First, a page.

“Reoccuring.” Her eyes sucked into her face, astral and pensive, voice gone slippery with faded. “I’m in the Savannah. The grass is up to my armpits and there’s a storm coming. The sky is black and the wind is howling and it’s blowing the grass around like the ocean. I can barely walk through it and I’m certain I’m going to get blown away. Edward is there, far off ahead of me, screaming at me to run, but his voice is so small through all the wind I can barely hear him. There’s a tree way off in the distance and I have to fight the grass to make it there. The rain starts and I finally get to the tree just as the wind picks up even more, so I wrap my arms around the trunk and press my face up to it. It’s warm and soft and has springy hairs growing from it and long trailing roots that sink into the ground and just about the time I realize it isn’t a tree . . . something comes down out of the clouds and wraps around my waist. Tears me off and up into the wind.”
“What is it?” I choked in a whispered, vicariously terrified.
“A trunk. From an elephant so tall that it disappears into the clouds. It picks me up and tosses me into the storm.”
“And then what?”
“I wake up screaming,” she shrugged bluntly, as though there was really no other option.
“Wake up sweet girl. I come bearing gifts.”
Jasper’s nose ran down the length of my neck, breath and hair tickling my skin, and I woke with a start, trying to pull my head from the mercifully dreamless sleep it had sunken into. I’d fended Alice off with claims of a headache, hating that I sounded so much like Edward but unable to come up with anything more plausible on the spot. It was partial truth and I was jealous that she showed no outward signs of her previous night’s indulgences. I spent the entire day in bed, Alice’s piano melody following me across the island and singing eerily through my subconscious as I slept.
Wine was evil.
“You’re back.” I blinked up at Jasper, his face blurred around the edges until my eyes focused.
“Finally,” he huffed, flopping down next to me and pulling me close with his lips to my hair. “It turned out to be harder to convince the authorities than we thought, but they came around. Eventually.”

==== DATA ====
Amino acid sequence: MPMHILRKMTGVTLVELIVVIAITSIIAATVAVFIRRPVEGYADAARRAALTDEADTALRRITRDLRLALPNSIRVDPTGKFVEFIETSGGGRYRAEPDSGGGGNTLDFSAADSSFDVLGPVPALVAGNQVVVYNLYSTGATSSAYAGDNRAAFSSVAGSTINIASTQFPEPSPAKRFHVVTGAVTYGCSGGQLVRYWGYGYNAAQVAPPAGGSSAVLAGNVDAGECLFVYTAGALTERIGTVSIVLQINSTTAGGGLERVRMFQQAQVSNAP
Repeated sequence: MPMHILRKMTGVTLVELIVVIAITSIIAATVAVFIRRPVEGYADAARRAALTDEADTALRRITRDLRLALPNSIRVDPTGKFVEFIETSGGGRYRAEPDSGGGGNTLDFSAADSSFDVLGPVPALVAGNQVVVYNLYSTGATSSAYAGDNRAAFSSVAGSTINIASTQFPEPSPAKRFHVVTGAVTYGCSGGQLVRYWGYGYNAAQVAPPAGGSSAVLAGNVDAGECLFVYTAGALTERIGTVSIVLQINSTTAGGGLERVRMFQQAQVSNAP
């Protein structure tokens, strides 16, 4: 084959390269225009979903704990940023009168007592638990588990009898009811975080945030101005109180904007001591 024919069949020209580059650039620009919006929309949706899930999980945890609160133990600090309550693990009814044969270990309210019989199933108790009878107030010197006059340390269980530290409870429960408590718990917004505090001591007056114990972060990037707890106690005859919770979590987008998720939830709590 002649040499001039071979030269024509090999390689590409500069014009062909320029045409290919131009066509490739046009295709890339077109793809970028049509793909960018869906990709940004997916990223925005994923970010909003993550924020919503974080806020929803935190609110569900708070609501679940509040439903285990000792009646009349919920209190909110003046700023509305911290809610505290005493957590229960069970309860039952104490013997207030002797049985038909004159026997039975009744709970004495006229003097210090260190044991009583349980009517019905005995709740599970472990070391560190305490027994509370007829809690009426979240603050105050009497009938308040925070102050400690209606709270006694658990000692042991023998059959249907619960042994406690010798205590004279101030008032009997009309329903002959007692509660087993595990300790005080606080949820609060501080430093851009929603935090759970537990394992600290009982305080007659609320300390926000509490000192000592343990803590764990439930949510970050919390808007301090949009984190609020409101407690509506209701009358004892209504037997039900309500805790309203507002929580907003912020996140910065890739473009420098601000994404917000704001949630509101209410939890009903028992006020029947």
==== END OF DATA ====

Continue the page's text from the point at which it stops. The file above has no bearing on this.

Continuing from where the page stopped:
“Do I even want to know what that means?”
“It was nothing that an expensive bottle of bourbon couldn’t cure. You know Emmett can drink just about anyone under the table.”
“Maybe he is perfect for Rose.” I grinned, fully aware that she shared Alice’s near superhuman resistance to inebriation. A talent which I, sadly, was lacking.
“I’m just waiting for the day he slips and calls her Moonflower. She might castrate him.”
“Or fall in love,” I chuckled. Rose was a sucker for anyone who gave her a nickname. Jasper laughed at me because I was right and pressed his lips to my hair.
“On that note, I have something for you. Come.” He stood and pulled me from the bed, patting down my wild hair and looking a little sleep-deprived himself, now that I had the chance to really inspect him. There were dark circles cupping his eyes, whites gone a little bloodshot, and his lips were pale. He tugged me to the deck and kept an arm wrapped around me as he waved the other out over our lagoon with a flourish.
There was a little boat moored a few feet out, the lilliputian version of a luxury yacht, with a partially shaded seating area up front and two seats tucked into the miniscule cabin in the back. Pearly white to match the sand, the upholstery done in a light sea-foam green, and the name of the boat scrawled across the side made me laugh. The script was the unintelligible fancy Thai lettering that looked more like art than language, extravagant shapes that curled over on themselves with squiggled dots scattered here and there.
“Do you even know what it’s called?”
“Yes, roughly, though don’t ask me to repeat it verbatim. It’s an old proverb,” Jasper chuckled and glanced down at me, tucking me close. “To make a sculpture out of water.”
“Yes. Something out of nothing . . . though the man who sold it to me seemed to imply that it was about lies. To be good at telling them, so to speak,” he winked at me cheekily.
“Is that what you think we’re doing? Building a lie?”
Jasper’s mouth softened and he leaned his face down close to mine, studying me intently for a second with a wrinkle between his eyebrows before kissing me softly on the mouth. Brief and sweet. “Our water sculpture is beautiful, Bella. I wouldn’t trade it for the world.”